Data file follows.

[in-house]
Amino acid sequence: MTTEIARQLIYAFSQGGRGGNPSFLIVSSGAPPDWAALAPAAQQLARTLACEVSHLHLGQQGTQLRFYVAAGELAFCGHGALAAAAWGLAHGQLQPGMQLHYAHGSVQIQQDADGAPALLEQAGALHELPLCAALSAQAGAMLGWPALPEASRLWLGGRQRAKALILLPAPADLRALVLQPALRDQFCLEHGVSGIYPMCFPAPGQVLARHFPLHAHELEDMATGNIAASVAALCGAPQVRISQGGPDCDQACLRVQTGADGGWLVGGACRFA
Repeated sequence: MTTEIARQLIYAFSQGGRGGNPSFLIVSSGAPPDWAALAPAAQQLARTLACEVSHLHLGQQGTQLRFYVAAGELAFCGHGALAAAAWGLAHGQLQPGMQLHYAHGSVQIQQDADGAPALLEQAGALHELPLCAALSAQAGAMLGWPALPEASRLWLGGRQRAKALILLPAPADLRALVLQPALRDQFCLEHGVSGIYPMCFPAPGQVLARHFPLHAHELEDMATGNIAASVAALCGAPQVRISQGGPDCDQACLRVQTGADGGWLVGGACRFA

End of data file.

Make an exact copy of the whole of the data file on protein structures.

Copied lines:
[in-house]
Amino acid sequence: MTTEIARQLIYAFSQGGRGGNPSFLIVSSGAPPDWAALAPAAQQLARTLACEVSHLHLGQQGTQLRFYVAAGELAFCGHGALAAAAWGLAHGQLQPGMQLHYAHGSVQIQQDADGAPALLEQAGALHELPLCAALSAQAGAMLGWPALPEASRLWLGGRQRAKALILLPAPADLRALVLQPALRDQFCLEHGVSGIYPMCFPAPGQVLARHFPLHAHELEDMATGNIAASVAALCGAPQVRISQGGPDCDQACLRVQTGADGGWLVGGACRFA
Repeated sequence: MTTEIARQLIYAFSQGGRGGNPSFLIVSSGAPPDWAALAPAAQQLARTLACEVSHLHLGQQGTQLRFYVAAGELAFCGHGALAAAAWGLAHGQLQPGMQLHYAHGSVQIQQDADGAPALLEQAGALHELPLCAALSAQAGAMLGWPALPEASRLWLGGRQRAKALILLPAPADLRALVLQPALRDQFCLEHGVSGIYPMCFPAPGQVLARHFPLHAHELEDMATGNIAASVAALCGAPQVRISQGGPDCDQACLRVQTGADGGWLVGGACRFA